New term: new texts: new normal?

The Covid-19 pandemic is so ubiquitous it would be perverse not to focus on it in this year’s Literature & Medicine module, so we are. (Having said that, I’m planning be perverse in the second term and escape from the pandemic, metaphorically, into Elaine Feeney’s As You Were.)

The low-hanging, extremely appealing option (though problematic in a number of respects) would be Camus’ deep-dive novel, The Plague, of course. But as I’m determined to play my part in overturning the patriarchy, I cannot ignore the almost complete absence of female characters in that novel (not to mention native Algerians); and anyhow I want to put female authors first. (I will, however, be quoting from Camus where it sheds additional light on the theme.)

So, without any reservations, I’m opting for Emma Donoghue’s just-published The Pull of the Stars. It is set in Dublin in 1918, with a focus on the suffering caused by the Spanish Flu as reflected in one small hospital ward. Another plus is that is narrated by a woman. And another is that she is a nurse. Another is that it is a maternity ward. All fitting in perfectly with the underlying (occasionally explicit) principles of my courses.

Additional reading:

Fergus Shanahan’s new study The Language of Illness, especially the last chapter, ‘The Language of Plagues and Pandemics’ > https://libertiespress.com/product/the-language-of-illness/ (Here’s a link to the recent launch of that book > https://youtu.be/6UilktxKLVc and I’d particularly draw your attention in our context to the contribution of Professor Mary Horgan of UCC, consultant in infectious diseases.)

Michael D Higgin’s speech from last year on remembering the Spanish Flu > https://president.ie/en/diary/details/president-hosts-a-reception-commemorating-the-great-flu-epidemic-of-1918-1919/speeches

Surprisingly, at least to me, we are running the classes, at least for now, face-to-face, in a classroom. So, I’ll be feeling a bit anxious, and I imagine some or all of the students will be too. While reading and talking about a deadly virus that spread rapidly through communities across the globe 100 years ago, specifically in Dublin city centre, we’ll be doing our best to avoid contributing to the spread of another deadly virus, specifically in Dublin city centre. If we’re not careful, we could end up creating the perfect setting for a new work of existential fiction.

Enda Coyle-Greene’s poem, ‘Visitors, Kidney Ward’ in the Irish Times

Nabbed from over here on the Times website >>>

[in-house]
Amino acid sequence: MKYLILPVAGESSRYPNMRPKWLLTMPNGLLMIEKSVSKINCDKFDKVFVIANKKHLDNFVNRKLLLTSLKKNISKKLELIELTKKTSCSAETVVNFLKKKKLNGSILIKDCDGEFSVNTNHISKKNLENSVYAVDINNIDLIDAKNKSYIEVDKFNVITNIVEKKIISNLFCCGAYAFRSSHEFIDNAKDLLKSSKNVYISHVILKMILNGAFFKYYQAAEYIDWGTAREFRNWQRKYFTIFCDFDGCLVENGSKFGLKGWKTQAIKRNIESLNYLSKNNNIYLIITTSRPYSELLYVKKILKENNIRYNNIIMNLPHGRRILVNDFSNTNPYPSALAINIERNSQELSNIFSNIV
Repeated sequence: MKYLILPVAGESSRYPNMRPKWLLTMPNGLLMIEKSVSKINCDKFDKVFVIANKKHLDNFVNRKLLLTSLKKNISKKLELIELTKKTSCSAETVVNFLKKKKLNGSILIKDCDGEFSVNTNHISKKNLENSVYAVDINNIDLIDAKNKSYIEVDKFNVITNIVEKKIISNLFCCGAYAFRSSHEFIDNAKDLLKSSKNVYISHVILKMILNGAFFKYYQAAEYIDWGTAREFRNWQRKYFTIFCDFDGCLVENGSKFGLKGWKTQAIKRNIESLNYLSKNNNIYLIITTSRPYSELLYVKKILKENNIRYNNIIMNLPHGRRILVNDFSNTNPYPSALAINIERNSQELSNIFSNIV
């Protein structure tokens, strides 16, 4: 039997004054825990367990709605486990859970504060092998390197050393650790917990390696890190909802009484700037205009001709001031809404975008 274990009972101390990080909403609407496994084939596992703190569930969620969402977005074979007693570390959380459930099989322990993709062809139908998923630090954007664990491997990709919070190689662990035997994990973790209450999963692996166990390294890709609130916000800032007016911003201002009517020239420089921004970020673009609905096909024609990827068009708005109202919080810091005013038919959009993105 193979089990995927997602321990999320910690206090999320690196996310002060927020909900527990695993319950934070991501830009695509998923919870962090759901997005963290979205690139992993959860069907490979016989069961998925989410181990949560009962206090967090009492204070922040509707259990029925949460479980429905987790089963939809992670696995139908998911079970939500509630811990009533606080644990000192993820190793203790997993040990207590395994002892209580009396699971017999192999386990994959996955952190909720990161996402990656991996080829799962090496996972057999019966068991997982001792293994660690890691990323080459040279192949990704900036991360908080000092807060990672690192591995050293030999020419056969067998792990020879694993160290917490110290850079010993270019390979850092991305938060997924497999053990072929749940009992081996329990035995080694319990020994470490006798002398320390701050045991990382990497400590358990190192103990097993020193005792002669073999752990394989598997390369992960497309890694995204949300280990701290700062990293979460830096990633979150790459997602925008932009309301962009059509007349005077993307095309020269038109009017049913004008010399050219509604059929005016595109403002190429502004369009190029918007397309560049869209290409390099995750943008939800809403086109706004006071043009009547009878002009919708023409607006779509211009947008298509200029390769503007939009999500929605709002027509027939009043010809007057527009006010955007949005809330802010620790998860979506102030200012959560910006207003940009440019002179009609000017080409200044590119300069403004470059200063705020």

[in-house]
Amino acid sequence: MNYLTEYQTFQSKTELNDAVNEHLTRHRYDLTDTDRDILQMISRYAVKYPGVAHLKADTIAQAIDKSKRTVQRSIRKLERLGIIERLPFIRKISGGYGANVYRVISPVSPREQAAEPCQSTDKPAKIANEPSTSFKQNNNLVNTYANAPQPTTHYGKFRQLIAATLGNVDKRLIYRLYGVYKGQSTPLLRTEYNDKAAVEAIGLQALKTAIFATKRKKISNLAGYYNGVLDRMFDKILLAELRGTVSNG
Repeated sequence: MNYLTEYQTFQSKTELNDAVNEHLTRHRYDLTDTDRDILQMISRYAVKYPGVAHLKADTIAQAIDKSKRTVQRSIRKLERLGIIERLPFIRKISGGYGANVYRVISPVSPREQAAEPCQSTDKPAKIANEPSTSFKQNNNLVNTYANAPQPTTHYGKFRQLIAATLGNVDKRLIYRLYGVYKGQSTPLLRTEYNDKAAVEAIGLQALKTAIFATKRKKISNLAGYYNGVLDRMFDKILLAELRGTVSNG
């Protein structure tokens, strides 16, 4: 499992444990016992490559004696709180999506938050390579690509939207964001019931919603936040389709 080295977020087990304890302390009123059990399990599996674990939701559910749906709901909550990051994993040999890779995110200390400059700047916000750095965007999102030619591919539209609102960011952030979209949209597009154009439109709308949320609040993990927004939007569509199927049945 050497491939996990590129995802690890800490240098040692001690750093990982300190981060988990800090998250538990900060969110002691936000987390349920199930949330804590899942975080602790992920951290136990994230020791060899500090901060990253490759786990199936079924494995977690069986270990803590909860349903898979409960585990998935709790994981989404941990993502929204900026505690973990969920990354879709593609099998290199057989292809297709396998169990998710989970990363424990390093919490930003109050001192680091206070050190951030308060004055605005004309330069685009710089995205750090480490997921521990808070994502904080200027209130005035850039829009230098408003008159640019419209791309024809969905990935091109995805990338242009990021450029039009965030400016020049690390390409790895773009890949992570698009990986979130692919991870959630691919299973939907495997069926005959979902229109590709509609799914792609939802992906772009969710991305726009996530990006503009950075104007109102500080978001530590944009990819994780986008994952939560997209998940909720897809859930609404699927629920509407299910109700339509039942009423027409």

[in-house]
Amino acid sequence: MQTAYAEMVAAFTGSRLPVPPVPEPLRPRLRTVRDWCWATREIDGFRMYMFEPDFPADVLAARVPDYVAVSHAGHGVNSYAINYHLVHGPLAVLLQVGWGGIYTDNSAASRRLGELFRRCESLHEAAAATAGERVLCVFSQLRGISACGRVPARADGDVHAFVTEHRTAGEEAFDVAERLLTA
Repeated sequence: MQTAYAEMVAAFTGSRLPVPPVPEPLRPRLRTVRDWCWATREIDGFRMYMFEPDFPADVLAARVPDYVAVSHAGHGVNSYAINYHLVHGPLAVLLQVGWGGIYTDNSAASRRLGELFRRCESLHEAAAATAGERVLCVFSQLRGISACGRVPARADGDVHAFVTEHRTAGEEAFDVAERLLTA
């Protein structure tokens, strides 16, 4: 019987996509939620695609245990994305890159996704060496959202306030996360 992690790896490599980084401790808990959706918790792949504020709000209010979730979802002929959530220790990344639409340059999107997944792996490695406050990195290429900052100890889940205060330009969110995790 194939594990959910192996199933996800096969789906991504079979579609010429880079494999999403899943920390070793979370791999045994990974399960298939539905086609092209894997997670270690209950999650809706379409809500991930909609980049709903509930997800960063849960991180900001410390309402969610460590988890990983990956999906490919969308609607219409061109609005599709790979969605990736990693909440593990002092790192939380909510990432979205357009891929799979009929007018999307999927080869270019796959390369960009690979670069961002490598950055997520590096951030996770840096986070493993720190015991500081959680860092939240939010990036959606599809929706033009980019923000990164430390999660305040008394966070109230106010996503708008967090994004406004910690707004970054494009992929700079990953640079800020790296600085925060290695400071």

I opened my eyes

again, certain I had died,

that what might have been

a lie was the truth. Gowned

in sky, sky-veiled and silent,

a flutter of women fussed

around the Virgin

while a bell sang something

jangled. I watched them

as they drifted and left

space for her, all solicitous

grace and vows taken

on the basis of the now

which is breath.

Later, you came in,

you brought my hairbrush

and my toothbrush, nothing

of much use for suffering.

Yet I still see you, hunkered –

our faces level, both of us

too young – I see my father,

blessed, blessed man,

walking through the ward

with that day’s Irish Times

in one hand, and a bag,

split open, far too thin,

brimming with oranges

bought on Moore Street.

‘Poems for Patience’ unveiled at Galway hospital

Three years ago, Dennis O’Driscoll selected work for the “Poems for Patience” project, which GUH and Cúirt have run annually since 2004. This year, poet Theo Dorgan introduced his selection of 21 pieces of work by Irish and international writers, which are framed and displayed during Cúirt, and which are then installed in waiting areas of University Hospital Galway and Merlin Park University Hospital.

Authors ranging from Carol Ann Duffy, Samuel Green, Sharon Olds, Moya Cannon andJean Valentine to Persian lyric poet Hafiz, the Greek poet Sappho and Minamoto No Morotada of Japan are among the selection, while a piece entitled Just the One by Galway poet Síghle Meehan – the winner of this year’s annual contest as part of the project – is also displayed. (Times) >

Closure of St Finan’s Hospital, Killarney

Donal Hickey in Examiner >

For the first time in 160 years, an imposing building which dominates Killarney, Co Kerry, and which once had more than 1,000 residents, was unoccupied last night.

The final group of seven patients yesterday left one of the country’s oldest psychiatric institutions, St Finan’s Hospital, amid hopes that traditional ways of dealing with, and attitudes towards, mental illness are also very much in the past.

The huge Victorian-era building on 30 acres overlooks Fitzgerald Stadium and has commanding views of the surrounding lakes and mountains.

Its closure has been planned for many years and conditions have been strongly criticised by the Inspector of Mental Hospitals and the Mental Health Commission. (Examiner >)

Continue reading “Closure of St Finan’s Hospital, Killarney”

Operation ‘deck the halls’ is just the medicine as children’s ward transformed for Christmas

Marie Watson, the clinical nurse manager in Cork University Hospital’s paediatric department, said the unit has been transformed.

“It really does mean a lot to everybody here,” she said.

“Happy children are healthy children. And this makes life easier for them, with all the distractions like Santa Claus figures and snowmen dotted around. It all helps to make hospital a little less daunting.” (Examiner) >

The Mermaid in the Hospital, by Núala Ní Dhómhnaill

She awoke
to find her fishtail
clean gone
but in the bed with her
were two long, cold thingammies.
You’d have thought they were tangles of kelp
or collops of ham.

 

“They’re no doubt
taking the piss,
it being New Year’s Eve.
Half the staff legless
with drink
and the other half
playing pranks.
Still, this is taking it
a bit far.”
And with that she hurled
the two thingammies out of the room.
(Read the rest here on Poetry Foundation’s website >>>)